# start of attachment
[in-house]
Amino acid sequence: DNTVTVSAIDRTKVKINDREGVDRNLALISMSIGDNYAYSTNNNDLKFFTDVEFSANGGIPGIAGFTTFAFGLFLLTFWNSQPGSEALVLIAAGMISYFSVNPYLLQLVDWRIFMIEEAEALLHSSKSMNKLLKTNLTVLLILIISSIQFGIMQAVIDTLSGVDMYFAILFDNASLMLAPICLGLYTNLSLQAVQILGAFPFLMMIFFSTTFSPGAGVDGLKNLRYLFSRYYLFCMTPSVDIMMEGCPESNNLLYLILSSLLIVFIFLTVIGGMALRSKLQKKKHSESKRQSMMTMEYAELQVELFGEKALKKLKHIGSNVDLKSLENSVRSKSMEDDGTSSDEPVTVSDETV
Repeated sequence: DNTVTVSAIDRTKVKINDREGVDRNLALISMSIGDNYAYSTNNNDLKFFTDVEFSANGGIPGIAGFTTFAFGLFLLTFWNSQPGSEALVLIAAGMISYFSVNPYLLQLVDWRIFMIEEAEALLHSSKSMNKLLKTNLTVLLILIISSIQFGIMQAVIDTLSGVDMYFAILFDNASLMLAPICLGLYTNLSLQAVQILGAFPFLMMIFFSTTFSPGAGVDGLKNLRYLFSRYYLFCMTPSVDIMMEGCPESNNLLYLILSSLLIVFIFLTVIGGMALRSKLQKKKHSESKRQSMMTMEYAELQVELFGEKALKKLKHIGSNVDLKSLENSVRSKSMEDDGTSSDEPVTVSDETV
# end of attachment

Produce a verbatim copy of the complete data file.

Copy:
[in-house]
Amino acid sequence: DNTVTVSAIDRTKVKINDREGVDRNLALISMSIGDNYAYSTNNNDLKFFTDVEFSANGGIPGIAGFTTFAFGLFLLTFWNSQPGSEALVLIAAGMISYFSVNPYLLQLVDWRIFMIEEAEALLHSSKSMNKLLKTNLTVLLILIISSIQFGIMQAVIDTLSGVDMYFAILFDNASLMLAPICLGLYTNLSLQAVQILGAFPFLMMIFFSTTFSPGAGVDGLKNLRYLFSRYYLFCMTPSVDIMMEGCPESNNLLYLILSSLLIVFIFLTVIGGMALRSKLQKKKHSESKRQSMMTMEYAELQVELFGEKALKKLKHIGSNVDLKSLENSVRSKSMEDDGTSSDEPVTVSDETV
Repeated sequence: DNTVTVSAIDRTKVKINDREGVDRNLALISMSIGDNYAYSTNNNDLKFFTDVEFSANGGIPGIAGFTTFAFGLFLLTFWNSQPGSEALVLIAAGMISYFSVNPYLLQLVDWRIFMIEEAEALLHSSKSMNKLLKTNLTVLLILIISSIQFGIMQAVIDTLSGVDMYFAILFDNASLMLAPICLGLYTNLSLQAVQILGAFPFLMMIFFSTTFSPGAGVDGLKNLRYLFSRYYLFCMTPSVDIMMEGCPESNNLLYLILSSLLIVFIFLTVIGGMALRSKLQKKKHSESKRQSMMTMEYAELQVELFGEKALKKLKHIGSNVDLKSLENSVRSKSMEDDGTSSDEPVTVSDETV